The Media Access Awards Come to PBS

Back in the mist of time – actually, the mid 1990’s – Christopher Reeve, after his horrendous accident, created the Christopher Reeve Acting Scholarship (now called Award). The recipient of this annual cash award would be a young, promising disabled actor who needed help in navigating the treacherous waters of Hollywood. In that era there were few to none disabled actors appearing in films or on TV and Christopher knew the lottery-level odds of such an actor establishing an ongoing career. But he also knew there were those willing to challenge those odds to fulfill a dream.tobias-forrest-photo-by-rich-ryan

Cut to 2023. The Christopher Reeve Acting Award has been part of the annual Media Access Awards, a celebration of disability representation in media, for 25 plus years, thanks to the ongoing support of the foundation. But, boy, how things have changed. Especially over the last few years, opportunities for disabled performers and the number of disability story-lines have grown exponentially. Back in the 90’s, there were maybe four of five self-identified disabled writers in Hollywood. Now, in the Writers Guild of America West, the essential union for screen writers, there are now more than sixty.

Disabled performers are now making headlines. In 2019, Broadway wheelchair actor Ali Stroker won a Tony Award for the musical, “Oklahoma.” The 2021 movie, “CODA,” was a watershed event in the history of American cinema, a film about a Deaf family, mostly conveyed in sign language, that won three Academy Awards, including Best Picture and Best Supporting Actor for Deaf actor Troy Kotsur. Skeptics could no longer say that disability-centered films make audiences “sad” and they won’t watch.

As they say in baseball, the disabled are now building a farm team. Young disabled actors, many of them supported by the Reeve Award, are getting small parts and building impressive resumes, like all actors do. The statistics of disabled performers in leading roles are still slight, but as the pool of talent grows, more stars like Marlee Matlin or Peter Dinklage will emerge.

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The winner of this year’s Reeve award is one of those up and comers. His name is Tobias (Toby) Forrest and he is the star of a current unreleased film making the festival rounds called “Daruma.” Toby is a C-5 quad who became paralyzed at age 17 while diving into shallow water at the Grand Canyon. In “Daruma,” he plays an embittered wheelchair user who discovers he has a daughter he never knew about and has to get her across the country to live with her grandparents. His frenemy who helps him is double-amputee actor, John Lawson. These two cranks drive each other crazy and Toby shines. After a long apprenticeship, he is on his way.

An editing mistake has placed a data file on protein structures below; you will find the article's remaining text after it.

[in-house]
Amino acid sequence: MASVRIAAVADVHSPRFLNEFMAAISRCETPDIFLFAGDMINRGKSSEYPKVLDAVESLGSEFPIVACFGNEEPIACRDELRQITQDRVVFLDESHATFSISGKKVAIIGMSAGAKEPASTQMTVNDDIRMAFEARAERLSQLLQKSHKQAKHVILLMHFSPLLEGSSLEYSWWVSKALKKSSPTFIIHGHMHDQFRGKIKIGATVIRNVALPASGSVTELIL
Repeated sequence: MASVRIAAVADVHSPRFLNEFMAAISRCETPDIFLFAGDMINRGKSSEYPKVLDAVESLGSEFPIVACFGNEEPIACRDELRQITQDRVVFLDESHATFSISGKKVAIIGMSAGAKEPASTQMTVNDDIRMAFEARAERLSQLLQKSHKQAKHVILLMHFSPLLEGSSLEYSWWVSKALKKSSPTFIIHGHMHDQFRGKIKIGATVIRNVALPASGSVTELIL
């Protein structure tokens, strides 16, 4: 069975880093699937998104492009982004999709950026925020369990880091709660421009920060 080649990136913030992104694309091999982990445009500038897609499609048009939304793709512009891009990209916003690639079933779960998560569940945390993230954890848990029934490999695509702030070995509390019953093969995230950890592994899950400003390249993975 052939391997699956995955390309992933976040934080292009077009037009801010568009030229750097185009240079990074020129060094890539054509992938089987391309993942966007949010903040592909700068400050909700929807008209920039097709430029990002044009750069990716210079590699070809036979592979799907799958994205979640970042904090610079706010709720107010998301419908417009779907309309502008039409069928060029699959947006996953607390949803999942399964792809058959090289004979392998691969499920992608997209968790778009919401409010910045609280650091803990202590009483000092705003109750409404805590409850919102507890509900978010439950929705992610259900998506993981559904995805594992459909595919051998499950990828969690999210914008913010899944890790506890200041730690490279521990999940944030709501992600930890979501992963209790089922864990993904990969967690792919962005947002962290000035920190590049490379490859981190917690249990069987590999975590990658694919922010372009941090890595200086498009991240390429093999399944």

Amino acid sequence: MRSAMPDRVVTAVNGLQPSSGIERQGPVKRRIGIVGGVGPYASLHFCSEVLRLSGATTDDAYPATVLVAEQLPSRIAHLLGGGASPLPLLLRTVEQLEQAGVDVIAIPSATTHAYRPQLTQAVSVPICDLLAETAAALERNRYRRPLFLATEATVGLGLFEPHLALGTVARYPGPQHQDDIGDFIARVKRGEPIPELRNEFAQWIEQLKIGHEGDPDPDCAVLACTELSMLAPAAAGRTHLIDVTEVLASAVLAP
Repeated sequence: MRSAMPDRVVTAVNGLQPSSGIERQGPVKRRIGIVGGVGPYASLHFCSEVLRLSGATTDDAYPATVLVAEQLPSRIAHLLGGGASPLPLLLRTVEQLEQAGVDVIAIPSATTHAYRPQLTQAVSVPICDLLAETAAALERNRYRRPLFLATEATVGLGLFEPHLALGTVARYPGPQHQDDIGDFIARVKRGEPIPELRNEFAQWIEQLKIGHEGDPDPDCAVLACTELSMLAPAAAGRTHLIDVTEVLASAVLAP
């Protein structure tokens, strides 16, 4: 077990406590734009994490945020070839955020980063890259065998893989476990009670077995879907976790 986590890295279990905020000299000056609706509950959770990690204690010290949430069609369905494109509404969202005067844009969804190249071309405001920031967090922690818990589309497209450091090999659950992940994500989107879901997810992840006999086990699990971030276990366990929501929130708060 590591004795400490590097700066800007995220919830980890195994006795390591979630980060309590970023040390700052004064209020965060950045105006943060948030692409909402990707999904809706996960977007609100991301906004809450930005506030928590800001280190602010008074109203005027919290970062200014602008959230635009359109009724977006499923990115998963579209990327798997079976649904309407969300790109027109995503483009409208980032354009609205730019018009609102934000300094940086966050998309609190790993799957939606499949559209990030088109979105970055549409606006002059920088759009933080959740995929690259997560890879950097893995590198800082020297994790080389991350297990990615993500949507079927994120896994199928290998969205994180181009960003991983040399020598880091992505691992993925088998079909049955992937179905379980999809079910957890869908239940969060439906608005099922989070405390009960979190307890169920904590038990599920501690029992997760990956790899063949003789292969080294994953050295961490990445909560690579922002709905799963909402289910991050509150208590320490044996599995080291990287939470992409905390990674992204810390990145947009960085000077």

The irony is that, twenty years ago, Toby was awarded the Reeve scholarship when he was a rank neophyte. It cemented his commitment to acting and the determination to endure years of minor roles and perfecting his craft to reach star status.

The 2023 Media Access Awards will be broadcast on PBS stations in Southern California and streamed nationally on the PBS streaming app (which you can download for free) on Sunday, December 3rd at 9 pm PDT. Once the initial streaming, you can view it anytime, day or night, like any other streamed show. The hosts will be two Academy Award winners, both Deaf – the above-mentioned Marlee Matlin and Troy Kotsur – and besides Toby, winners include Simon Cowell of “America’s Got Talent” and the producers of “New Amsterdam.”

Having two Deaf hosts is of course a first for any broadcast/streaming show but equally groundbreaking is the fact that this is the first such national show ever to celebrate the achievements of disabled talent in film and television.

If Christopher Reeve were still with us, he’d be beaming.

To watch the final screening in New York City of Daruma on December 1, 2023 at 7:45PM at the Regal Cinemas in Union Square, purchase tickets here

About the Author - Allen Rucker

Allen Rucker was born in Wichita Falls, Texas, raised in Bartlesville, Oklahoma, and has an MA in Communication from Stanford University, an MA in American Culture from the University of Michigan, and a BA in English from Washington University, St. Louis.

Allen Rucker

The opinions expressed in these blogs are the author's own and do not necessarily reflect the views of the Christopher & Dana Reeve Foundation.

The National Paralysis Resource Center website is supported by the Administration for Community Living (ACL), U.S. Department of Health and Human Services (HHS) as part of a financial assistance award totaling $10,000,000 with 100 percent funding by ACL/HHS. The contents are those of the author(s) and do not necessarily represent the official views of, nor an endorsement by, ACL/HHS, or the U.S. Government.